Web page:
The other day, coinciding with the onslaught of my bad back, I received an email from Humanists UK, who used to be the British Humanist Association, celebrating with glee that NHS funding for homeopathy in London is set to end in April. That they’d finally helped snuff out NHS-funded homeopathic treatments in the capital, with funding cut off to the Royal London Hospital for Integrated Medicine, formerly the Royal London Homeopathic Hospital. Aside from some recalcitrant pockets in Bristol and Glasgow, we’re about to be free of support from what humanists say is charlatan medicine that doesn’t work.

The victorious email from Humanists UK coinciding with the onslaught of an age-old back problem of mine was a strange moment. Almost as if the bad back underlined that Humanists UK had probably avoided back problems among its membership.

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And that perhaps I should become one. How come, you may ask?

Back in my twenties, when I was badly injured, the hospital and GP gave me painkillers and muscle relaxants for my ferociously painful back. Eventually, I crawled into a Chinese doctor’s surgery on the recommendation of a man who’d used the service before. The Chinese doctor, though perhaps not licensed in the UK, gave me acupuncture. I walked out, and back into work in heavy engineering.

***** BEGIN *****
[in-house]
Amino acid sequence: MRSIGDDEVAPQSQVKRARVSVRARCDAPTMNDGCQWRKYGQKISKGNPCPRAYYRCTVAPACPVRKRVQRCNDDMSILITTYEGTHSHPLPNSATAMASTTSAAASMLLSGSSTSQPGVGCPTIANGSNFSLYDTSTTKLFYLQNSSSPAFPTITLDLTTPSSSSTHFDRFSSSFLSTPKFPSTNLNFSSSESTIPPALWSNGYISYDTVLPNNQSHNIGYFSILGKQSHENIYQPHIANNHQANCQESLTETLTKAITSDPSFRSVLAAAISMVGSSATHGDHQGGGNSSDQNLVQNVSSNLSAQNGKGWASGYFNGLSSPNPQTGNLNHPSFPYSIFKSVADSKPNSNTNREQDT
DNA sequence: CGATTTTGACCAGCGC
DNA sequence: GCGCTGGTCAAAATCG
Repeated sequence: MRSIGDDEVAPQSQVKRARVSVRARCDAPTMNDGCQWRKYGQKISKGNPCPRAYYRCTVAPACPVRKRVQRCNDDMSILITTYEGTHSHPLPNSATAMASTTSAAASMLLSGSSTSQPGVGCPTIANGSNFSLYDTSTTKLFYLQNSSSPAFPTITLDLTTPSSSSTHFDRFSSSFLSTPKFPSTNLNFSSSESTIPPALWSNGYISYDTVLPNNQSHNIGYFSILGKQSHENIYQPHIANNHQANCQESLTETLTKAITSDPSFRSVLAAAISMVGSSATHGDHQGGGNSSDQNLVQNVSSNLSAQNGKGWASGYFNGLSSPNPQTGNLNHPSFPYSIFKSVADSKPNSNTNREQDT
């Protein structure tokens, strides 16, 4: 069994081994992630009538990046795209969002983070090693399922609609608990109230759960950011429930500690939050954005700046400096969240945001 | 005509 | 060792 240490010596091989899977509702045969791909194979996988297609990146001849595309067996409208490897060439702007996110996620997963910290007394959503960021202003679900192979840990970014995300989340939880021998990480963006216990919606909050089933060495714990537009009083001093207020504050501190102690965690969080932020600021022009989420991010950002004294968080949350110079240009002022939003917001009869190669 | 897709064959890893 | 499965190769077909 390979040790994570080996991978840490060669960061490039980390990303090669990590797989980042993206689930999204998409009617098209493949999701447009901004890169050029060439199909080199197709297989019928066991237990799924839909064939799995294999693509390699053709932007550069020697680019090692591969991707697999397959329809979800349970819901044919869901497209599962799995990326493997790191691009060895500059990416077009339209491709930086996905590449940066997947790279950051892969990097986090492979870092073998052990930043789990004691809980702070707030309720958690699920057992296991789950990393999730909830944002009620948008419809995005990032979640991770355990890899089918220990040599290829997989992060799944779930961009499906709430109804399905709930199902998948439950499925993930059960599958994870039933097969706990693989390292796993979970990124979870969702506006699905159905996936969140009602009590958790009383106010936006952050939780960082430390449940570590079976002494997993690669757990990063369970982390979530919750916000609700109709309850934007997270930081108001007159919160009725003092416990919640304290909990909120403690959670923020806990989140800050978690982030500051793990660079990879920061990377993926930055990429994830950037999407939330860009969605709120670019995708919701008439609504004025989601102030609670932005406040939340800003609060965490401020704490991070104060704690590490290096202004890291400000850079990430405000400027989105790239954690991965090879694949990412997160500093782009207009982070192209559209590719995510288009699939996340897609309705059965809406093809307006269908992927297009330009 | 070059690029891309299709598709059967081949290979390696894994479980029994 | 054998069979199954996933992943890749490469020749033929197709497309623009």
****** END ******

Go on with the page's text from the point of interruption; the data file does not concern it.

Over the years, I’ve tried the NHS. But aside from giving me pills they couldn’t get me up and walking. Therapy was offered but I had to be pain-free. So whenever the back went, I’d head for the very people that Humanists UK (presumably) think are charlatans and deceivers. I tried, as well as acupuncture, the Alexander technique, which got me walking straight and upright in between my outbursts of collapse. I tried osteopathy, and even homeopathic medicine, for very severe outbursts of anger. This was not related to my back, as I was forever arguing aggressively with people in pubs and at work, and a homeopathic concoction quelled my outrages for a commendable period of time; even if humanists cannot conceive of such an outcome.